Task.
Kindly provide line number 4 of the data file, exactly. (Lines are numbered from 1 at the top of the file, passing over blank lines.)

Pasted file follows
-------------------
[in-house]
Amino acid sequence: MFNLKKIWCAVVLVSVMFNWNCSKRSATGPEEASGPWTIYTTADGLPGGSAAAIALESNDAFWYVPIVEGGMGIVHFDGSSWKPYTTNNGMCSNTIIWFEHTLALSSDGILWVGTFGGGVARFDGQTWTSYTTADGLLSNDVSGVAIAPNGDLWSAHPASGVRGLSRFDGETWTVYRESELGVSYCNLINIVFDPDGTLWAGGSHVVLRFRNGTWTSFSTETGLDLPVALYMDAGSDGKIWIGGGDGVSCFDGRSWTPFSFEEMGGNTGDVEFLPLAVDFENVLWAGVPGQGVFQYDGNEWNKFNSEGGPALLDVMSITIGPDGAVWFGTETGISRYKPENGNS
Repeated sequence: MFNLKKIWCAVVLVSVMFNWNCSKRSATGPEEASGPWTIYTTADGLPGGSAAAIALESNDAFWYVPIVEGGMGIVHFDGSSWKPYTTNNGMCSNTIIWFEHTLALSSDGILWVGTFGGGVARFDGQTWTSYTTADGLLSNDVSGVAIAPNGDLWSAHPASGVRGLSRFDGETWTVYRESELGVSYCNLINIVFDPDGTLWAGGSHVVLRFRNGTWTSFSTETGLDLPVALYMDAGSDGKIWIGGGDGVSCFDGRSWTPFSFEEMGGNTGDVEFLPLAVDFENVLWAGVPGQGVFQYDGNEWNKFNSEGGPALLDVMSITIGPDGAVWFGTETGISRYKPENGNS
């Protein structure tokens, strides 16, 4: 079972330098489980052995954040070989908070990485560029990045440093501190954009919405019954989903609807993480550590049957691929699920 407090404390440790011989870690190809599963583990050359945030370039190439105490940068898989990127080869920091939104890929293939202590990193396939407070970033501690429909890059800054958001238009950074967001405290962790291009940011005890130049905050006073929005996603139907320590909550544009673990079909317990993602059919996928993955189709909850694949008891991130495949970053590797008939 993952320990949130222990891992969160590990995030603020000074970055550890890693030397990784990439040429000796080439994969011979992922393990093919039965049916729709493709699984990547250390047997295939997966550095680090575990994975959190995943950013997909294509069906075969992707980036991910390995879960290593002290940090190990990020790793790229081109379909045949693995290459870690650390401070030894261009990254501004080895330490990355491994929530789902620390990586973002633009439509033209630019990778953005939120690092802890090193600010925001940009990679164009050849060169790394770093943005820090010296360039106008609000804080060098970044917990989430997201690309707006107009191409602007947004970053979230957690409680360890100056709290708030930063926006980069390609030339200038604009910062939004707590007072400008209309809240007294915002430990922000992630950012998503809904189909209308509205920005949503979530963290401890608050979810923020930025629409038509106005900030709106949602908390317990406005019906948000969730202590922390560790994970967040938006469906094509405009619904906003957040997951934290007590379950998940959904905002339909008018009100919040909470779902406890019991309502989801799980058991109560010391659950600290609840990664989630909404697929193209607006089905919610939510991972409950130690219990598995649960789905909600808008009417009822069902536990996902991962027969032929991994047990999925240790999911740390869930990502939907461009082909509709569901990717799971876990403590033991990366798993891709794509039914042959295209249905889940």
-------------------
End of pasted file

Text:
């Protein structure tokens, strides 16, 4: 079972330098489980052995954040070989908070990485560029990045440093501190954009919405019954989903609807993480550590049957691929699920 407090404390440790011989870690190809599963583990050359945030370039190439105490940068898989990127080869920091939104890929293939202590990193396939407070970033501690429909890059800054958001238009950074967001405290962790291009940011005890130049905050006073929005996603139907320590909550544009673990079909317990993602059919996928993955189709909850694949008891991130495949970053590797008939 993952320990949130222990891992969160590990995030603020000074970055550890890693030397990784990439040429000796080439994969011979992922393990093919039965049916729709493709699984990547250390047997295939997966550095680090575990994975959190995943950013997909294509069906075969992707980036991910390995879960290593002290940090190990990020790793790229081109379909045949693995290459870690650390401070030894261009990254501004080895330490990355491994929530789902620390990586973002633009439509033209630019990778953005939120690092802890090193600010925001940009990679164009050849060169790394770093943005820090010296360039106008609000804080060098970044917990989430997201690309707006107009191409602007947004970053979230957690409680360890100056709290708030930063926006980069390609030339200038604009910062939004707590007072400008209309809240007294915002430990922000992630950012998503809904189909209308509205920005949503979530963290401890608050979810923020930025629409038509106005900030709106949602908390317990406005019906948000969730202590922390560790994970967040938006469906094509405009619904906003957040997951934290007590379950998940959904905002339909008018009100919040909470779902406890019991309502989801799980058991109560010391659950600290609840990664989630909404697929193209607006089905919610939510991972409950130690219990598995649960789905909600808008009417009822069902536990996902991962027969032929991994047990999925240790999911740390869930990502939907461009082909509709569901990717799971876990403590033991990366798993891709794509039914042959295209249905889940």